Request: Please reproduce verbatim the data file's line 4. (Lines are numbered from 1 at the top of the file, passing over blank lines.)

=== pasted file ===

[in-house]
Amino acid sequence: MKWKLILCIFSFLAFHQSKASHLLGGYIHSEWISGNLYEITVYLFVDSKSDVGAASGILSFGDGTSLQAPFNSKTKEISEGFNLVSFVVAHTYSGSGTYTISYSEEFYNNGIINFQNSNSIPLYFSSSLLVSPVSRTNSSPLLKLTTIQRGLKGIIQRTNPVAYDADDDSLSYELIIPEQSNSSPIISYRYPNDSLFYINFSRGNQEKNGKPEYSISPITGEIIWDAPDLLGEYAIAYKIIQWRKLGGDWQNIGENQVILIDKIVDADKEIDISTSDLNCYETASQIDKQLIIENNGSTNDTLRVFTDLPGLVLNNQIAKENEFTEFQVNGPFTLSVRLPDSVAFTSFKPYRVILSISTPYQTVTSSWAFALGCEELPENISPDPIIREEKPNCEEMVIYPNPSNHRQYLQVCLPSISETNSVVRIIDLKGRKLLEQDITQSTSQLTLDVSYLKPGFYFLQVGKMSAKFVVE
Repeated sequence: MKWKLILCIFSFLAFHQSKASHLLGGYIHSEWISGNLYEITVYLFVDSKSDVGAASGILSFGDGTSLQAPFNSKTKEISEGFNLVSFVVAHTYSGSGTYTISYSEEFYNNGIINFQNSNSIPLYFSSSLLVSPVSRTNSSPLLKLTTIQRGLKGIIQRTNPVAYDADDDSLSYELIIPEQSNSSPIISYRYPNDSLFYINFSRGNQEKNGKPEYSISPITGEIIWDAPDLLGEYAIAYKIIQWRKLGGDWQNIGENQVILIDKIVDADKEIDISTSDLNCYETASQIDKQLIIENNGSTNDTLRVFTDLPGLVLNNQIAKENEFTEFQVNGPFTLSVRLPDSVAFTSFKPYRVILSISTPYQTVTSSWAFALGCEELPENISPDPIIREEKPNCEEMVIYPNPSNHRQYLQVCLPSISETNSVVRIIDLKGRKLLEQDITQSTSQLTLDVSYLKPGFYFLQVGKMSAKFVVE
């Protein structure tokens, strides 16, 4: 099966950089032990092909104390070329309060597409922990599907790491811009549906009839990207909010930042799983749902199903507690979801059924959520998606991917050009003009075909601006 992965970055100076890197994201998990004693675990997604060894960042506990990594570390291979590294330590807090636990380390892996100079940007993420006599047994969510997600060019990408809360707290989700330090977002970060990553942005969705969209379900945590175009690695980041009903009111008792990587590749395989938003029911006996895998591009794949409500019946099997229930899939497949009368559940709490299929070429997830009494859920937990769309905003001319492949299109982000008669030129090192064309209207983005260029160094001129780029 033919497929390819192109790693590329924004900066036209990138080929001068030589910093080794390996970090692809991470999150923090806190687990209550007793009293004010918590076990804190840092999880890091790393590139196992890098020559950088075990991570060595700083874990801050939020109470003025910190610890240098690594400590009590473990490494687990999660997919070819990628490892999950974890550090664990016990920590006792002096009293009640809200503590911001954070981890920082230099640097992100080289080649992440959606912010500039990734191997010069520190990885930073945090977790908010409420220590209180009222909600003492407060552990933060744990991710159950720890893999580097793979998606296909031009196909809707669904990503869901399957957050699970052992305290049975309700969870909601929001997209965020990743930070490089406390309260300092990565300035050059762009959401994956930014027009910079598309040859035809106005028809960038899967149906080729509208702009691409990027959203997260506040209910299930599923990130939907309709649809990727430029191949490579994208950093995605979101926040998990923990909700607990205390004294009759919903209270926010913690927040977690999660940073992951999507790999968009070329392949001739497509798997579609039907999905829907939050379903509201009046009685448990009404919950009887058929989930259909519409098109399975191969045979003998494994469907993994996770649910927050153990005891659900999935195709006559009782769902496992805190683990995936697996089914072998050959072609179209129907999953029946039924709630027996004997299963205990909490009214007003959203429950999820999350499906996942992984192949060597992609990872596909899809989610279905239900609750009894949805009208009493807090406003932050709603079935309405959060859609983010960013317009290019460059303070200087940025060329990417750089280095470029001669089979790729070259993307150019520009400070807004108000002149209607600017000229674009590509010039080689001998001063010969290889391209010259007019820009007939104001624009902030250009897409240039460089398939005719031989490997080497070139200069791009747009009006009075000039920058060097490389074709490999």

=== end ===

């Protein structure tokens, strides 16, 4: 099966950089032990092909104390070329309060597409922990599907790491811009549906009839990207909010930042799983749902199903507690979801059924959520998606991917050009003009075909601006 992965970055100076890197994201998990004693675990997604060894960042506990990594570390291979590294330590807090636990380390892996100079940007993420006599047994969510997600060019990408809360707290989700330090977002970060990553942005969705969209379900945590175009690695980041009903009111008792990587590749395989938003029911006996895998591009794949409500019946099997229930899939497949009368559940709490299929070429997830009494859920937990769309905003001319492949299109982000008669030129090192064309209207983005260029160094001129780029 033919497929390819192109790693590329924004900066036209990138080929001068030589910093080794390996970090692809991470999150923090806190687990209550007793009293004010918590076990804190840092999880890091790393590139196992890098020559950088075990991570060595700083874990801050939020109470003025910190610890240098690594400590009590473990490494687990999660997919070819990628490892999950974890550090664990016990920590006792002096009293009640809200503590911001954070981890920082230099640097992100080289080649992440959606912010500039990734191997010069520190990885930073945090977790908010409420220590209180009222909600003492407060552990933060744990991710159950720890893999580097793979998606296909031009196909809707669904990503869901399957957050699970052992305290049975309700969870909601929001997209965020990743930070490089406390309260300092990565300035050059762009959401994956930014027009910079598309040859035809106005028809960038899967149906080729509208702009691409990027959203997260506040209910299930599923990130939907309709649809990727430029191949490579994208950093995605979101926040998990923990909700607990205390004294009759919903209270926010913690927040977690999660940073992951999507790999968009070329392949001739497509798997579609039907999905829907939050379903509201009046009685448990009404919950009887058929989930259909519409098109399975191969045979003998494994469907993994996770649910927050153990005891659900999935195709006559009782769902496992805190683990995936697996089914072998050959072609179209129907999953029946039924709630027996004997299963205990909490009214007003959203429950999820999350499906996942992984192949060597992609990872596909899809989610279905239900609750009894949805009208009493807090406003932050709603079935309405959060859609983010960013317009290019460059303070200087940025060329990417750089280095470029001669089979790729070259993307150019520009400070807004108000002149209607600017000229674009590509010039080689001998001063010969290889391209010259007019820009007939104001624009902030250009897409240039460089398939005719031989490997080497070139200069791009747009009006009075000039920058060097490389074709490999």